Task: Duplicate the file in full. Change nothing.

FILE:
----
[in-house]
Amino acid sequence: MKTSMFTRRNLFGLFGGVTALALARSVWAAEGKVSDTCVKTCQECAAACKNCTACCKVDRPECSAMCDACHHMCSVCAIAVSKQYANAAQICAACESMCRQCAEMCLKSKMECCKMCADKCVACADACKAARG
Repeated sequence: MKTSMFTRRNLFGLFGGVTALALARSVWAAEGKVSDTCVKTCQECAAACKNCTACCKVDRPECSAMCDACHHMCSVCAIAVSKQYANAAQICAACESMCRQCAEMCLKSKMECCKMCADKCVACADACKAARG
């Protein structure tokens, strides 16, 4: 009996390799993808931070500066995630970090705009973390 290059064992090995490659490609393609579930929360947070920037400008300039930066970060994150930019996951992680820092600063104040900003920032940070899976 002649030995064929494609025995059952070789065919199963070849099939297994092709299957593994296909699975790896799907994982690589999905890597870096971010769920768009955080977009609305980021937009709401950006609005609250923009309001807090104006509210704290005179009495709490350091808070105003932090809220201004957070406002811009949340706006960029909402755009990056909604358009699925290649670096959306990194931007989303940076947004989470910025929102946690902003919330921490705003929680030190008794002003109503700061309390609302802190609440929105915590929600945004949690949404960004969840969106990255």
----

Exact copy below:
[in-house]
Amino acid sequence: MKTSMFTRRNLFGLFGGVTALALARSVWAAEGKVSDTCVKTCQECAAACKNCTACCKVDRPECSAMCDACHHMCSVCAIAVSKQYANAAQICAACESMCRQCAEMCLKSKMECCKMCADKCVACADACKAARG
Repeated sequence: MKTSMFTRRNLFGLFGGVTALALARSVWAAEGKVSDTCVKTCQECAAACKNCTACCKVDRPECSAMCDACHHMCSVCAIAVSKQYANAAQICAACESMCRQCAEMCLKSKMECCKMCADKCVACADACKAARG
């Protein structure tokens, strides 16, 4: 009996390799993808931070500066995630970090705009973390 290059064992090995490659490609393609579930929360947070920037400008300039930066970060994150930019996951992680820092600063104040900003920032940070899976 002649030995064929494609025995059952070789065919199963070849099939297994092709299957593994296909699975790896799907994982690589999905890597870096971010769920768009955080977009609305980021937009709401950006609005609250923009309001807090104006509210704290005179009495709490350091808070105003932090809220201004957070406002811009949340706006960029909402755009990056909604358009699925290649670096959306990194931007989303940076947004989470910025929102946690902003919330921490705003929680030190008794002003109503700061309390609302802190609440929105915590929600945004949690949404960004969840969106990255």